The MR3020 runs on standard 5V USB power, and can be powered by anything that outputs standard USB power. In fixed installations, this can be a standard USB wall plug that is plugged into an outlet, any powered USB hub, or a USB port on a computer.
If you want to run your LibraryBox from battery, in order to make it mobile, any battery pack with a USB port will power the MR3020, it's just a matter of how long you want it to run. In my tests, a 6600 mAh battery pack designed for the iPad ran the MR3020 for over 15 hours.
Given my entirely unscientific tests, the run time above means that LibraryBox draws about .4 watts. Given that, here's a chart of approximate runtimes for a variety of the most popular rechargeable battery packs.
|Battery||Cost||Capacity in mAh||LibraryBox Runtime|
|Trent iCarrier||$76.95||12,000 mAh||27 hours|
|Anker Astro3||$59.99||10,000 mAh||22.5 hours|
|Anker Astro2||$53.99||8400 mAh||19 hours|
|PowerGen Mobile Juice Pack||$34.99||5200 mAh||12 hours|
|Monoprice External Battery Pack||$30.45||5000 mAh||11.3 hours|
LibraryBox is built on top of two other pieces of software: OpenWRT and Piratebox. In theory, anything that runs PirateBox should be capable of being turned into a LibraryBox. In practice, it's not quite that easy.
However, there is one other primary candidate for LibraryBoxing, and that's another TP-Link product, the WR703N. According to those in-the-know, the chipset and board are identical to the MR3020, just redesigned for the non-US market. It does require a slightly different OpenWRT build, but is much smaller (almost half the size of the MR3020) and uses micro-USB for it's power (slightly more common, given that it's the standard for cellular chargers outside the US).
I have a WR703N supposedly winging its way to me from Hong Kong, and will report as to how the LibraryBox conversion goes.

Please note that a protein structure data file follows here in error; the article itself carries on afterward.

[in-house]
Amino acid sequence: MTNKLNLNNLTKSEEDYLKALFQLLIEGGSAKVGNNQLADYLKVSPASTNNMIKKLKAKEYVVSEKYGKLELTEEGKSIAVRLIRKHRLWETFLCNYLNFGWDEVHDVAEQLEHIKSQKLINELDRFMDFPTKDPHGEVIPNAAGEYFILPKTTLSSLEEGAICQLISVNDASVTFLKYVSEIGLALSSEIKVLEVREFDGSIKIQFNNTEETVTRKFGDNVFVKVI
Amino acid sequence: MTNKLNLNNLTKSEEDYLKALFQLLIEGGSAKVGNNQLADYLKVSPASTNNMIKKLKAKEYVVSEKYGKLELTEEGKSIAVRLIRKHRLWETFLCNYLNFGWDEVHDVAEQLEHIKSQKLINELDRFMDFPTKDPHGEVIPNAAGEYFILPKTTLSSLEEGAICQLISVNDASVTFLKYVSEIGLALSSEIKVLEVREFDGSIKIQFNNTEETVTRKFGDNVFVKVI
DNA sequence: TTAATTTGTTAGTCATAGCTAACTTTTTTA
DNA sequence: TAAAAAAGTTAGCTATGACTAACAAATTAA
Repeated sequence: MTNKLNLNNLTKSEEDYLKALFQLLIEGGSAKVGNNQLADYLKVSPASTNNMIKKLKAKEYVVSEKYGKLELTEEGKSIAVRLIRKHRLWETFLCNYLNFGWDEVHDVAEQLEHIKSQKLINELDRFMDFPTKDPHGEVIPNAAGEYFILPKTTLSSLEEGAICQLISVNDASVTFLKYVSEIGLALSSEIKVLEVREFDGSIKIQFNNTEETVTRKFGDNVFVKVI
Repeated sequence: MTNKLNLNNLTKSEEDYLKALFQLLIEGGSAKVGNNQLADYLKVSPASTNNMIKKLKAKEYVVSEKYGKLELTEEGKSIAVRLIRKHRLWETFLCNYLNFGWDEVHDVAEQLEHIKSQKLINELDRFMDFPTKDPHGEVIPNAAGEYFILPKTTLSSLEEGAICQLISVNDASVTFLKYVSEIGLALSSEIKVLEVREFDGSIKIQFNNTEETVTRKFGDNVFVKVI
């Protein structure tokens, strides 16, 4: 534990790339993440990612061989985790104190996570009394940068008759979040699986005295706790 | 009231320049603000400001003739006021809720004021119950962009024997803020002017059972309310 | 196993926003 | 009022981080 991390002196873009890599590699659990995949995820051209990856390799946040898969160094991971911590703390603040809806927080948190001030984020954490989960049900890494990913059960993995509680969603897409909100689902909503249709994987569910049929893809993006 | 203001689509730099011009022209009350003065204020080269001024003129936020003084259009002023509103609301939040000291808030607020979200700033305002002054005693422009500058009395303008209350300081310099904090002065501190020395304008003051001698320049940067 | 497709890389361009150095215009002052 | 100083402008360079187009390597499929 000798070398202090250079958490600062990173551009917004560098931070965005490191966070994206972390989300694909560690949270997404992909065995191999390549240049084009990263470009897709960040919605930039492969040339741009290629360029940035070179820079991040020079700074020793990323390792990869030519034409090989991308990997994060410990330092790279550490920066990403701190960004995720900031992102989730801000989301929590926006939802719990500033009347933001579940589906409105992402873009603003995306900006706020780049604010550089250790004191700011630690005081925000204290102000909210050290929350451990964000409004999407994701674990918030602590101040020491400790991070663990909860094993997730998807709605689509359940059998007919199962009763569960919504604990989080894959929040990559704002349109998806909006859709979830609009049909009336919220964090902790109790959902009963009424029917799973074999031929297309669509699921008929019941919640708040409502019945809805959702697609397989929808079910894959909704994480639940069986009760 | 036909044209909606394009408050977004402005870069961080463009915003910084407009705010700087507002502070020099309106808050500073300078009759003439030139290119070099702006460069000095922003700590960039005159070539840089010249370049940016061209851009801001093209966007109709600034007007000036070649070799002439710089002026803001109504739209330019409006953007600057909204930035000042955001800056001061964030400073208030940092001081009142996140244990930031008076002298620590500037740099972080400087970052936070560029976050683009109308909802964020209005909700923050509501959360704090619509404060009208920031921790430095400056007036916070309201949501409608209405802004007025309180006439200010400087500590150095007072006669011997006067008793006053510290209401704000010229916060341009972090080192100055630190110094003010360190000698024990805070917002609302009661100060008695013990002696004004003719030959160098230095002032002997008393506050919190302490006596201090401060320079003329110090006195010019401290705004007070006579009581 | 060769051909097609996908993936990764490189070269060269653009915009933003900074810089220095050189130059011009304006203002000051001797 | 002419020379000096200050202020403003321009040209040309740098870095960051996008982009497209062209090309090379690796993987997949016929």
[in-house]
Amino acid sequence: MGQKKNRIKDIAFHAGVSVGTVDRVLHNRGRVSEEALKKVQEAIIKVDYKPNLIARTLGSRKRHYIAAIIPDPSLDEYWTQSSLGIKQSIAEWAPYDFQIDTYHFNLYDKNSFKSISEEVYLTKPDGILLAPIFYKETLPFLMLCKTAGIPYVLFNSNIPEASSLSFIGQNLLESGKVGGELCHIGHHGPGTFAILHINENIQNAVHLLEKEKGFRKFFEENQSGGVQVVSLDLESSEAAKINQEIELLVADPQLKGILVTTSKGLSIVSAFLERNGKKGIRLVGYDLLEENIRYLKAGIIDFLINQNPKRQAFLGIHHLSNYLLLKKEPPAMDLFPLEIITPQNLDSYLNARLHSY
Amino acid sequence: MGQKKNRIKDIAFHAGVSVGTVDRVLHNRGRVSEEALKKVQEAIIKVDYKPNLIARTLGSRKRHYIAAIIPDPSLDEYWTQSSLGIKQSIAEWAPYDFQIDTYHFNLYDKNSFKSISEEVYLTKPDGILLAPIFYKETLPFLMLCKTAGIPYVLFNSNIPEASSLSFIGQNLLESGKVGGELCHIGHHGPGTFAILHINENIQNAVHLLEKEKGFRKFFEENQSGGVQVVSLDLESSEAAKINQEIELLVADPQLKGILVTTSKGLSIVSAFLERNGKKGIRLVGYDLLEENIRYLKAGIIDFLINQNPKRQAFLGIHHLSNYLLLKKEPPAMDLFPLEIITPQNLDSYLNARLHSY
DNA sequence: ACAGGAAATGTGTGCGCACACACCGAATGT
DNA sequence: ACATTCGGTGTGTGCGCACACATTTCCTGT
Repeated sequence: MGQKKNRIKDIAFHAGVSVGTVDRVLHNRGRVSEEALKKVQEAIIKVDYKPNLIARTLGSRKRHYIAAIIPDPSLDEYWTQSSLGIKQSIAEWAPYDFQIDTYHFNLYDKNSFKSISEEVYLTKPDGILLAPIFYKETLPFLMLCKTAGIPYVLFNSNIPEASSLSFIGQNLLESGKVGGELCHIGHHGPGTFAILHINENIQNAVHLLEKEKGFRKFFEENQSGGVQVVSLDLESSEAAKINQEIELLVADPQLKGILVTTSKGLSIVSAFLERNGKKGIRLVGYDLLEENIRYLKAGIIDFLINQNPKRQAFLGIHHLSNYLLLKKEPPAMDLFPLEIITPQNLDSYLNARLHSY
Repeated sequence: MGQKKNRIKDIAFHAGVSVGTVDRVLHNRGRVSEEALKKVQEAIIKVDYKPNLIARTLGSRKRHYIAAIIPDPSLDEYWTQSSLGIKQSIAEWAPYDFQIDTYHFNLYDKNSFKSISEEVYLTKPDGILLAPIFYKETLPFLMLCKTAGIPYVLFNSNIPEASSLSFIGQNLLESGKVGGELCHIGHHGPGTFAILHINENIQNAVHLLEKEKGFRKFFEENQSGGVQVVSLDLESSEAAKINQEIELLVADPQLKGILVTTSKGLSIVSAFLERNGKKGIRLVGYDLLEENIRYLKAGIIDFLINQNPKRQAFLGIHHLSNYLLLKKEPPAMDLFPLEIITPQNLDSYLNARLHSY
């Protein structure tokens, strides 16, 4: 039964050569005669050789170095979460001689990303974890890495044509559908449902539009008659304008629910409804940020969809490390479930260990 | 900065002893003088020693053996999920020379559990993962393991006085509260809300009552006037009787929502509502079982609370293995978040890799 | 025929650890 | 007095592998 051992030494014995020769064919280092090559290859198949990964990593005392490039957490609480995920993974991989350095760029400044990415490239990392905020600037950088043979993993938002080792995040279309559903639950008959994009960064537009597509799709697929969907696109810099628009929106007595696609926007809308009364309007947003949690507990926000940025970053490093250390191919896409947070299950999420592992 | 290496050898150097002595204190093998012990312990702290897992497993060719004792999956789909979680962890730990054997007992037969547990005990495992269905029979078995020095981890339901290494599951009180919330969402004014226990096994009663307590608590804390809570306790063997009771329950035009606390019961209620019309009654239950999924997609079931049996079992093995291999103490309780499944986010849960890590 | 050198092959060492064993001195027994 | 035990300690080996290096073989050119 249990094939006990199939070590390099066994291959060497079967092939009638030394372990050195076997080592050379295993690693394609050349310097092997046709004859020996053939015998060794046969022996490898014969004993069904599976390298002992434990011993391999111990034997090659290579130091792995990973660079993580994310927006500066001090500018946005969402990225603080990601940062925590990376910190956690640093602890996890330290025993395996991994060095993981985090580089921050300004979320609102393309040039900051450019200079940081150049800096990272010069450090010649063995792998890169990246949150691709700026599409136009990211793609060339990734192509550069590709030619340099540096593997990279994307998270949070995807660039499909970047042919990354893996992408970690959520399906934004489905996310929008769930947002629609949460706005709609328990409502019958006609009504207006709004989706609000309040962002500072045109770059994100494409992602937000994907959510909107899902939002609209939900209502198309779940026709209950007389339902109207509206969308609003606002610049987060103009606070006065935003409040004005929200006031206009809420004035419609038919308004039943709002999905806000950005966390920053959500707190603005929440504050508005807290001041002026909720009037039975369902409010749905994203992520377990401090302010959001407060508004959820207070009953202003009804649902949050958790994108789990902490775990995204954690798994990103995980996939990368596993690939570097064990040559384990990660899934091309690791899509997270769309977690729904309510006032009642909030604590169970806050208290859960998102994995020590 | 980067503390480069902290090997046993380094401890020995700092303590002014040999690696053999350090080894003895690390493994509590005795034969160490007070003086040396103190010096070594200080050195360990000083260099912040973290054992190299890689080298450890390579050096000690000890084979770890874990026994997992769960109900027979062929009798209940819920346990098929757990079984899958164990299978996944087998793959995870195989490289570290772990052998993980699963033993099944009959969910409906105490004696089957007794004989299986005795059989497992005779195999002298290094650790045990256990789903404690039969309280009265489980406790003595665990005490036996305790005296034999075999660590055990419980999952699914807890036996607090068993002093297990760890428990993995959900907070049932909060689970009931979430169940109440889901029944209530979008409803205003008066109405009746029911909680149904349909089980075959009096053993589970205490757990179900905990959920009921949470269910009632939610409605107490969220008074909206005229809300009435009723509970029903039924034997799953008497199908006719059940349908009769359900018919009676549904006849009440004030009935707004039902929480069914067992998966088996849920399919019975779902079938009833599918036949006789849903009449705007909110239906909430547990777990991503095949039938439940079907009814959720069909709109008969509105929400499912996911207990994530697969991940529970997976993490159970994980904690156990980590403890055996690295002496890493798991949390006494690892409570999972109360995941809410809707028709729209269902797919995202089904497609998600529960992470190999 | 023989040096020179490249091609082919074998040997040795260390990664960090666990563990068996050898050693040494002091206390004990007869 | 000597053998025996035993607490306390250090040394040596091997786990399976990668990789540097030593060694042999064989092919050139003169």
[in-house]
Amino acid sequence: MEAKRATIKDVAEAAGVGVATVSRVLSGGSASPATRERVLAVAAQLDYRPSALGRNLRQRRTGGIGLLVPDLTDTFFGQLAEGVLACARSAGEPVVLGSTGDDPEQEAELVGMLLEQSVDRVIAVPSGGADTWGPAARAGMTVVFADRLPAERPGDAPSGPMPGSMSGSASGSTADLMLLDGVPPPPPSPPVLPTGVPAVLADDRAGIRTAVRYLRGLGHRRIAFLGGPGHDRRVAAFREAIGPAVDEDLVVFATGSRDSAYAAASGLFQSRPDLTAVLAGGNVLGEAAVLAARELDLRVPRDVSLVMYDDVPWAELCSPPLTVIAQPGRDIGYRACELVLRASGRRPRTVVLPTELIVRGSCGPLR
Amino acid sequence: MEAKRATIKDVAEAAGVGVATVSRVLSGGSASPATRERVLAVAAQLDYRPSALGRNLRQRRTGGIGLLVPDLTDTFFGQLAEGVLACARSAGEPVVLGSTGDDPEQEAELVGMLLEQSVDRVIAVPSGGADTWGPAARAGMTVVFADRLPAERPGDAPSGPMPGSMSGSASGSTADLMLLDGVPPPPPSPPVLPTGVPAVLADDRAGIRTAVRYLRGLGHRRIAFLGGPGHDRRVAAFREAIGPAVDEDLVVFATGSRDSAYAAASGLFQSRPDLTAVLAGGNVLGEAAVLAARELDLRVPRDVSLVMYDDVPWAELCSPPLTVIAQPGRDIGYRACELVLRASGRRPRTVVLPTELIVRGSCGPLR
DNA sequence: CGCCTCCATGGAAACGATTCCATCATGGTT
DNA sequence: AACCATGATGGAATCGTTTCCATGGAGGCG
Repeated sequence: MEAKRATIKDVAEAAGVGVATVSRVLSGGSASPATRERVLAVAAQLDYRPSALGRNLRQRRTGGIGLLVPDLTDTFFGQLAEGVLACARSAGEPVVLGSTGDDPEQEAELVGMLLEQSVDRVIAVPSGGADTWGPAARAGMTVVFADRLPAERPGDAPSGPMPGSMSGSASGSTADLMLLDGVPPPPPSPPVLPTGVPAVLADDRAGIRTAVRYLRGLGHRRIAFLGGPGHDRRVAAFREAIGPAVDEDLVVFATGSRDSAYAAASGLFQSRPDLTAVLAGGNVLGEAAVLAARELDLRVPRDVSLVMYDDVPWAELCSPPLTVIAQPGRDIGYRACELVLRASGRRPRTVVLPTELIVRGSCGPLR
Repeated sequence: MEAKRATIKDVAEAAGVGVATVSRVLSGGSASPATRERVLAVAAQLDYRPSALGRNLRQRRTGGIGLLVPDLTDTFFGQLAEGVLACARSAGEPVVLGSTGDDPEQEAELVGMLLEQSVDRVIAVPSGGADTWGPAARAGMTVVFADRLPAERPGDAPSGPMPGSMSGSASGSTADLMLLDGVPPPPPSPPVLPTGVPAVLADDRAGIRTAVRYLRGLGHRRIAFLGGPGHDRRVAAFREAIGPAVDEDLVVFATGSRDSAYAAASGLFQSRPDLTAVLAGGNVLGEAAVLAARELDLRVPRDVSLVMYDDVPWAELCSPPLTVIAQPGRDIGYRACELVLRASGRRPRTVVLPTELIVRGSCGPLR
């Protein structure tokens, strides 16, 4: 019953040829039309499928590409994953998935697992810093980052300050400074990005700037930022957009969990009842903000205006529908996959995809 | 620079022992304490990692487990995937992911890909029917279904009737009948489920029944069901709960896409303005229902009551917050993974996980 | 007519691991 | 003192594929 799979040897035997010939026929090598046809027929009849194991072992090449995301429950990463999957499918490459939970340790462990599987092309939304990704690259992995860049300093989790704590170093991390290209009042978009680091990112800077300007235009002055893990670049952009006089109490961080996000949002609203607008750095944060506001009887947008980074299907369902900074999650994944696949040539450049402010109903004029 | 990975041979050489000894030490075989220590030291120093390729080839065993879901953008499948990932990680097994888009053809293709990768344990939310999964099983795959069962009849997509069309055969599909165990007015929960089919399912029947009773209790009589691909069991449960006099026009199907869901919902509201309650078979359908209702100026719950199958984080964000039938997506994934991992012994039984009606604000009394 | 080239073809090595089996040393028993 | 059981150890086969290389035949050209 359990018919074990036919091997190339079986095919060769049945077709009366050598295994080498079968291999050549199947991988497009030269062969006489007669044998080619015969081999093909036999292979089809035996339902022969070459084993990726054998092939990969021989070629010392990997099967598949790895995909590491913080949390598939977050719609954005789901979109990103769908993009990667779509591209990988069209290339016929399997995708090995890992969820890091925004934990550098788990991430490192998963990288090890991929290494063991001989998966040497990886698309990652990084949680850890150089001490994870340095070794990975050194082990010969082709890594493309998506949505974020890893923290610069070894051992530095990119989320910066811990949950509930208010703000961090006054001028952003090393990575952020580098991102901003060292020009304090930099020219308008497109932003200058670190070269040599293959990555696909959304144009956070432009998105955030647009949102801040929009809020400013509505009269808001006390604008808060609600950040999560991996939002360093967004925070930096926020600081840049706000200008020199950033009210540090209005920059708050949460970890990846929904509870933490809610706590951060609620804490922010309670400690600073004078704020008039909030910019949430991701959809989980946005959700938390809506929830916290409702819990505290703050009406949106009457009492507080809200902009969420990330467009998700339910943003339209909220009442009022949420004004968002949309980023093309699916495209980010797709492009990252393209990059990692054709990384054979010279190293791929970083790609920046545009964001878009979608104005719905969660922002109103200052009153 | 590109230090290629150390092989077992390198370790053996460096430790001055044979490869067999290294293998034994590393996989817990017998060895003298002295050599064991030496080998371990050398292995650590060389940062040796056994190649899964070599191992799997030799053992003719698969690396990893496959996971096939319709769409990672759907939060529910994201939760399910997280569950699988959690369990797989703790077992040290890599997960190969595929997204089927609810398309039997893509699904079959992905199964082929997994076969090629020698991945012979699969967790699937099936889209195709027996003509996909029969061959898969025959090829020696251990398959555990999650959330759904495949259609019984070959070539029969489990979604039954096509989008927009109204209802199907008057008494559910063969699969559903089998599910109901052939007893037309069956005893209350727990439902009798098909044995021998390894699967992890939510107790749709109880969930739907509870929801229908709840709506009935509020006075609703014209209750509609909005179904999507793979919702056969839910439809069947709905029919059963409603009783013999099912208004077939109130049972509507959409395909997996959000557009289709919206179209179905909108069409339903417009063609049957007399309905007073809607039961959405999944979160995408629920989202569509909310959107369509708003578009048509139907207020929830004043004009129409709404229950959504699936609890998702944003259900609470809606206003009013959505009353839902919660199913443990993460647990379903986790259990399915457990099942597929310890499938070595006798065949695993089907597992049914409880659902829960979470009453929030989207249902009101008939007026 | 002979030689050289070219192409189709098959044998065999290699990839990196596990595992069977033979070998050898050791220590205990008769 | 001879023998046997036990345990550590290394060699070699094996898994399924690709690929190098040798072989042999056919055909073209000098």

Alternative Power Sources
There has been a considerable amount of interest in how to put together a free-standing LibraryBox that is self-sufficient for its power needs. In the US, this typically means solar panels with battery backup, although theoretically you could run a LibraryBox from a generator driven by wind or water power.
Solar power is highly dependent on location, and where the solar panels are, their angle, and how clean they are kept are all factors in how well a solar setup could work. Here are a few solutions, ranging from dead simple to moderately complex.
One way to go would be to try an out-of-the-box solar system designed for USB devices, like the Instapark 10 Watt Solar Panel Portable Solar Charger. It's cheap as these things go, but as it's designed to be portable I'm not sure how well it would work as a fixed installation. But for "take your LibraryBox to Bonnaroo" off-the-grid action, it might be a very nice solution.
There is another out-of-the-box option for this, based around the Revive Solar Restore XL combined with the add-on solar panel extensions. The Restore XL is a 4000 mAh battery, and according to the Amazon spec sheet the add-on panels will recharge the battery with 4.5 hours of direct sunlight. Since the 4000 mAh should give you about 9 hours of runtime for the MR3020, as long as you can get better than 50% direct sunlight you should stay ahead of the power curve. For under $100, it's got potential as a solution.
Another option would be to design a system based around the common 12 volt battery, and build a system to charge, and then to step the voltage down to 5V USB. Something like the Instapark 10W Mono-crystalline Solar Panel with 12V Solar Charge Controller, combined with some cheap 12 Volt batteries and a 12 Volt to 5 Volt convertor designed for motorcycle use should work. All together, it's not much more expensive than the above options, and is far more powerful.
I have not tried any of the solar solutions above...these are just first-blush guesses at what might work. If you are interested in this sort of LibraryBox installation, please let me know, I'd love to know what you're planning!